Indirect interaction webs on tall goldenrod: Community consequences of herbivore-induced phenotypes and genetic variation of plants

Takayuki Ohgushi, Yoshino Ando, Shunsuke Utsumi, Timothy P. Craig

Research output: Contribution to journalReview articlepeer-review

5 Scopus citations

Abstract

Tall goldenrod, Solidago altissima, was introduced from North America 100 years ago, and it has become widely distributed all over Japan. We have been investigating plant-based indirect interaction webs on the tall goldenrod in Japan and the US. We found that arthropod communities on Japanese goldenrods are organized via plant- and ant-mediated indirect effects caused by the dominant aphid, Uroleucon nigrotuberculatum, which came from the US in the early 1990s. The aphid also generated bottom-up cascading effects on temporally separated communities. Our results highlight the importance of herbivore-induced plant phenotypes in determining the structure of indirect interaction webs. We review our ongoing research that focuses on the effect of plant genotypic variation on the formation of indirect interaction webs. Our findings of the genotypic effects on aphid population dynamics and herbivore community composition provide a more complete understanding of the community consequences of plant genotypic diversity, as well as herbivore-induced plant phenotypes.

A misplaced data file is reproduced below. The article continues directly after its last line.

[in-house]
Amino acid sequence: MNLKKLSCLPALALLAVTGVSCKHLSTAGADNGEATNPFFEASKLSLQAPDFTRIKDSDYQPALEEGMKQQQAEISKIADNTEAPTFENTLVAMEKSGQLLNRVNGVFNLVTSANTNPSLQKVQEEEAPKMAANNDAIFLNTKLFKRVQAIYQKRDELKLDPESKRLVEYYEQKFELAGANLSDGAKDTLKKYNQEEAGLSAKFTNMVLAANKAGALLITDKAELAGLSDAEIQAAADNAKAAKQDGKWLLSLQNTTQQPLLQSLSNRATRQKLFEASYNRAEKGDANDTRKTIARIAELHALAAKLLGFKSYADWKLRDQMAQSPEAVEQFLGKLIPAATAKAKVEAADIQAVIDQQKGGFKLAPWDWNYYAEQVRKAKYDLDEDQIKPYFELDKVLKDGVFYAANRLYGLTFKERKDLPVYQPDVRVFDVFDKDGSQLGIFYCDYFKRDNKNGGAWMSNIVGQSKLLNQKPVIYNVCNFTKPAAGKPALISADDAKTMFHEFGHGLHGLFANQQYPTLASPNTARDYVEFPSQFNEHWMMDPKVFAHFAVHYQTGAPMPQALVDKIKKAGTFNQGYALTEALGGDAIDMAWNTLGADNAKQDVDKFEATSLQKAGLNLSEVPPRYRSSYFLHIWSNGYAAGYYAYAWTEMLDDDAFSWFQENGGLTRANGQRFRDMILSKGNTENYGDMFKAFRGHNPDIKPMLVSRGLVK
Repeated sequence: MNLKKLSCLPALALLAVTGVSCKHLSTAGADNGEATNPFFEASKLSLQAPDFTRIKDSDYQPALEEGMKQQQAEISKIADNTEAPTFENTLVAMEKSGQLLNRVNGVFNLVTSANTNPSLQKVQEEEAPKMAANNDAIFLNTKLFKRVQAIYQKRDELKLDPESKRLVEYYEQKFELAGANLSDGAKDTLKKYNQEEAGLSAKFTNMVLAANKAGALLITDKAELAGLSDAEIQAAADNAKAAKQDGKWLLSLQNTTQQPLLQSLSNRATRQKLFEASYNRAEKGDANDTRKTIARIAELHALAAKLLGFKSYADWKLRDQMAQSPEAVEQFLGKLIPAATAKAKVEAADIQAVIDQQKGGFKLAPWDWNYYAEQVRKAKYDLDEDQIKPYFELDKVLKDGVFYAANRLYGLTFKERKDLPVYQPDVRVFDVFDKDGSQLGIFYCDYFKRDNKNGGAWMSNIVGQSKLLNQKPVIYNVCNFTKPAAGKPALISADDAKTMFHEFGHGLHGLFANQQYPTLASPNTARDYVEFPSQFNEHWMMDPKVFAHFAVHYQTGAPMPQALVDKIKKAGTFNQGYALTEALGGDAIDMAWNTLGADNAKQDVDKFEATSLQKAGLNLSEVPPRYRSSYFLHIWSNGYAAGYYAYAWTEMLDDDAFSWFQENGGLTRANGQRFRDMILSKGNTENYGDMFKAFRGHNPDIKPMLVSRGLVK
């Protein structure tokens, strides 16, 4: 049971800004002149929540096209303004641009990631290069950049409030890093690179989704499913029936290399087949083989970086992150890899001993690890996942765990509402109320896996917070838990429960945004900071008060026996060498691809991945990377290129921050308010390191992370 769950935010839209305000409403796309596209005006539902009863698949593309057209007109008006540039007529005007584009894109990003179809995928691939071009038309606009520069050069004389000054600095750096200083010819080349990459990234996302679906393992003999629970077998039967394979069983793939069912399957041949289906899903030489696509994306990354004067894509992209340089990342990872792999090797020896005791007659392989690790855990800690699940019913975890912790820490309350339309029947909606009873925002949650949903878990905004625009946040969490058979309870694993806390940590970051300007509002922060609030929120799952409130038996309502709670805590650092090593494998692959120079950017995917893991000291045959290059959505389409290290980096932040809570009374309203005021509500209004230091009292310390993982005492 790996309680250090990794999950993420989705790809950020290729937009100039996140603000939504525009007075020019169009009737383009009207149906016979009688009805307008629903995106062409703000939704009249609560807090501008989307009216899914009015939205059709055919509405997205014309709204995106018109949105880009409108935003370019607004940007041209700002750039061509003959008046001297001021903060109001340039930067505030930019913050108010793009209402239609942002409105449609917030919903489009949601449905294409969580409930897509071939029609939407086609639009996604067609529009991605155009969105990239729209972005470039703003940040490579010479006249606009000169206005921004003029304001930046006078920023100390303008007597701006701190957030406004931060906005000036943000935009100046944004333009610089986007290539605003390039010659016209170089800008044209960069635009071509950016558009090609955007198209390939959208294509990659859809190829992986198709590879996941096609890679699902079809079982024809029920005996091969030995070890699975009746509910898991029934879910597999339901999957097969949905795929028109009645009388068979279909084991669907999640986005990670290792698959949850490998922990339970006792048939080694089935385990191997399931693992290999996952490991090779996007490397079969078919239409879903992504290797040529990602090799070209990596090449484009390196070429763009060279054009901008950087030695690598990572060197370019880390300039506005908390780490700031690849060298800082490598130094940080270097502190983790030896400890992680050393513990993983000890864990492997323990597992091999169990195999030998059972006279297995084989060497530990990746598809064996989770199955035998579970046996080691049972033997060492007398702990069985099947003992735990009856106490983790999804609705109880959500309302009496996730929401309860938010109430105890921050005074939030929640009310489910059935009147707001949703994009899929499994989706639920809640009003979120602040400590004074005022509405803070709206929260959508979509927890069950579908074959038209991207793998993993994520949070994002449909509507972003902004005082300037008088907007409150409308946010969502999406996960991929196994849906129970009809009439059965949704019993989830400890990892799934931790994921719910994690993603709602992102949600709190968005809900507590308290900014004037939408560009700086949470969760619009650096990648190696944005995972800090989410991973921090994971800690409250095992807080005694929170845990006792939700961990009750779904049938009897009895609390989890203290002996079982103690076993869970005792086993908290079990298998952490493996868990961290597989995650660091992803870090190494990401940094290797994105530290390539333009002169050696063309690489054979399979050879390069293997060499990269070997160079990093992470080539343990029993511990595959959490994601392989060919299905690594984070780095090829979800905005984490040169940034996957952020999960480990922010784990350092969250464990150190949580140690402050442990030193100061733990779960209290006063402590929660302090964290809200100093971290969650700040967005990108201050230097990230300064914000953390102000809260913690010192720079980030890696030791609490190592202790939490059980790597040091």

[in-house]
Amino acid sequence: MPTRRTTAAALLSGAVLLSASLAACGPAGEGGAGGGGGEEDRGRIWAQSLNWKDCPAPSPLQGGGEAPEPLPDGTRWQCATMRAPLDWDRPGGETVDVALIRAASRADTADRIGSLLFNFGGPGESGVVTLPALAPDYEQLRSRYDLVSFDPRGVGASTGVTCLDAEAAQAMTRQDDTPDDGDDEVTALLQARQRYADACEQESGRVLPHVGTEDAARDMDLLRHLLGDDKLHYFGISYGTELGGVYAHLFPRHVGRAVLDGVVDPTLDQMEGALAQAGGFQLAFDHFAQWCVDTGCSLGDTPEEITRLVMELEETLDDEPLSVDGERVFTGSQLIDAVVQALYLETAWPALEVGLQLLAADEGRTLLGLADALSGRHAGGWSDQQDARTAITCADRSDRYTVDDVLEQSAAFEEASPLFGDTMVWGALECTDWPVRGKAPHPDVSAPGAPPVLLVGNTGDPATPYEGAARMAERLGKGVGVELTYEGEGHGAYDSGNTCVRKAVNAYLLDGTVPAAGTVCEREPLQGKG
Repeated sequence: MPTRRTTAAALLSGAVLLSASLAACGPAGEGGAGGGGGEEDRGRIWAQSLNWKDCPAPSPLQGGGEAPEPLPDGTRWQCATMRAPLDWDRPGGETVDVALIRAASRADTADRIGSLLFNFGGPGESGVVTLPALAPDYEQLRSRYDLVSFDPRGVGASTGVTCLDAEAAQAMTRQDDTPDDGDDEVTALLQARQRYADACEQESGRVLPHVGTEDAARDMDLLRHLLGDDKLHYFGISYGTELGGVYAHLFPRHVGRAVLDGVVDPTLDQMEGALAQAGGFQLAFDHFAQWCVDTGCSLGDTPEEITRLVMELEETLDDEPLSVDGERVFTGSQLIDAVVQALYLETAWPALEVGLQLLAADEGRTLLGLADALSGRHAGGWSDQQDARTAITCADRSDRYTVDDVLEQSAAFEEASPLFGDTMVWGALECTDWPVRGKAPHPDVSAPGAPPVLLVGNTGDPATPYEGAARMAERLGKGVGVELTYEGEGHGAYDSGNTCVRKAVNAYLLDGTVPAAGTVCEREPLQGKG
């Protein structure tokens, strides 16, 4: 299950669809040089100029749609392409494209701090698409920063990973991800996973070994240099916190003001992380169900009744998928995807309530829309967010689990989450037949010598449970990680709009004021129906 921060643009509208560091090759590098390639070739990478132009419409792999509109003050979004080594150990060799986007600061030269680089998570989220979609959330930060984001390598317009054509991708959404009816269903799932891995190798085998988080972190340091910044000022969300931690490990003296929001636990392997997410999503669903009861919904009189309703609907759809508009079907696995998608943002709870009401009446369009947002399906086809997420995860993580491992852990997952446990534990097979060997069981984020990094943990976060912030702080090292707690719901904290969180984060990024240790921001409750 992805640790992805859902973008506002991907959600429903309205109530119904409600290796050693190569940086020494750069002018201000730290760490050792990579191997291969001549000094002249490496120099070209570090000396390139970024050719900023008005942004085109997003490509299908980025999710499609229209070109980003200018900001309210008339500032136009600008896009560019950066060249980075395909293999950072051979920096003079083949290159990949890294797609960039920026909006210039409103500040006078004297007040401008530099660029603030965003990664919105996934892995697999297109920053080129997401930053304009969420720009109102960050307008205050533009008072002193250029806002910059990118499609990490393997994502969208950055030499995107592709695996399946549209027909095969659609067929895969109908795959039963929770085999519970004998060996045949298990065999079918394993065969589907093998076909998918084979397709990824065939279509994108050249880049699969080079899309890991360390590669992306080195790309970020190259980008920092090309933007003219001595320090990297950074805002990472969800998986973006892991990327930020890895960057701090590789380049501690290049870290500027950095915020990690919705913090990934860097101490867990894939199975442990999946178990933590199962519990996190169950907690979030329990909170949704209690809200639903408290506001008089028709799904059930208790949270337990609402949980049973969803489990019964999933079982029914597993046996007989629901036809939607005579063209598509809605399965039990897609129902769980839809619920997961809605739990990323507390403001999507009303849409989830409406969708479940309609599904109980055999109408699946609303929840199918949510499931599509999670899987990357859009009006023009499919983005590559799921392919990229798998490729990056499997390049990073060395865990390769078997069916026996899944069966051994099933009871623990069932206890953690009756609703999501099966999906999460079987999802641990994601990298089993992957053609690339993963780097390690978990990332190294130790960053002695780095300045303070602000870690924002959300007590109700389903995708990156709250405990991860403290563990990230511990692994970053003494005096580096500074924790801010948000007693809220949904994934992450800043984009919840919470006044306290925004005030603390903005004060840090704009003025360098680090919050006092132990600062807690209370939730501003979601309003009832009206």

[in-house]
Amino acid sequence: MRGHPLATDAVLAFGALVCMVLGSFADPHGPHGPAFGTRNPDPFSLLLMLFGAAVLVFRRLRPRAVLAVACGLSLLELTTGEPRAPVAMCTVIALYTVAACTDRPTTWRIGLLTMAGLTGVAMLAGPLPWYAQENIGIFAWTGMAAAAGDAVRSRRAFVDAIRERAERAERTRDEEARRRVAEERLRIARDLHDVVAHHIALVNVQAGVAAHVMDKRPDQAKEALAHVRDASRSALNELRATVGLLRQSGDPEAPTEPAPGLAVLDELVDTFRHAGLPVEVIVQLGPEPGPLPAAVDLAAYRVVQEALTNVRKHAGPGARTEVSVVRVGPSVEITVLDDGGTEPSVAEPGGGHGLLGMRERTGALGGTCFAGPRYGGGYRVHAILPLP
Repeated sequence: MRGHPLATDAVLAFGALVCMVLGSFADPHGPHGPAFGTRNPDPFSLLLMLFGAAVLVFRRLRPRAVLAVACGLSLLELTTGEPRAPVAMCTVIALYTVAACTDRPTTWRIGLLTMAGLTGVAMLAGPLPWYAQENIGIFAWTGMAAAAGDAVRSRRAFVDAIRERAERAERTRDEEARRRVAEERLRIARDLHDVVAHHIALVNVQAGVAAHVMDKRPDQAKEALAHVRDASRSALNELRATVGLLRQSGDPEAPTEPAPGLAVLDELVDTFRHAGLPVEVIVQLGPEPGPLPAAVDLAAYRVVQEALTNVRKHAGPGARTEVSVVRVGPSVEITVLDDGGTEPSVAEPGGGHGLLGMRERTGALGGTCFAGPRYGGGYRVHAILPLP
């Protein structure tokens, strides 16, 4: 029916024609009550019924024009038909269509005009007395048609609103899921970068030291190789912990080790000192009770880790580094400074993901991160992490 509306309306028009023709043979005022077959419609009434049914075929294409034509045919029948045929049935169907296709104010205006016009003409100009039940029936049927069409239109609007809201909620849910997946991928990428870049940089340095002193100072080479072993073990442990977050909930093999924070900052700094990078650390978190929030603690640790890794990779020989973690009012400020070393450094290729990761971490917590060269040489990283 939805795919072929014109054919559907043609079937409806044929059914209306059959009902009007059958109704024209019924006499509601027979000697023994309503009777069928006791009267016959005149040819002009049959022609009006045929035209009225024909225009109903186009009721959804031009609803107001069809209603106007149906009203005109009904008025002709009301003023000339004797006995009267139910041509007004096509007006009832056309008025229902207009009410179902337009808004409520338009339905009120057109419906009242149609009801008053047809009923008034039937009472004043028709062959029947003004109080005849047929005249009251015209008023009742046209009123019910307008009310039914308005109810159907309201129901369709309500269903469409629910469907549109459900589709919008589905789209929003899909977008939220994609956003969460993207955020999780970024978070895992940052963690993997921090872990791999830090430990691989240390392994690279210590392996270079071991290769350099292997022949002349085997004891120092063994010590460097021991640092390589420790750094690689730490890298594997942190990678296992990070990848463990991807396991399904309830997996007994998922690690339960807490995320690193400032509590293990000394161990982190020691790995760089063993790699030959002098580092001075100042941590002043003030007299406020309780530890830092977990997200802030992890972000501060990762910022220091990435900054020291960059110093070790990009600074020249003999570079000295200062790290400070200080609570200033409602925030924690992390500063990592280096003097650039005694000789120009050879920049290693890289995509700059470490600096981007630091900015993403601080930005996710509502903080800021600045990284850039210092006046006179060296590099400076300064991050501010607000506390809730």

Original languageEnglish (US)
Pages (from-to)147-150
Number of pages4
JournalJournal of Plant Interactions
Volume6
Issue number2-3
DOIs
StatePublished - Jun 2011

Bibliographical note

Funding Information:
This study was supported by a Grant-in-Aid for Scientific Research of the Ministry of Education, Culture, Sports, Science, and Technology (A-15207003 and B-20370010) to T. Ohgushi, the Global COE program (A06) of Kyoto University, and the JSPS Core-to-Core Program.

Keywords

  • Genetic variation
  • Indirect interaction web
  • Phenotypic plasticity

Fingerprint

Dive into the research topics of 'Indirect interaction webs on tall goldenrod: Community consequences of herbivore-induced phenotypes and genetic variation of plants'. Together they form a unique fingerprint.

Cite this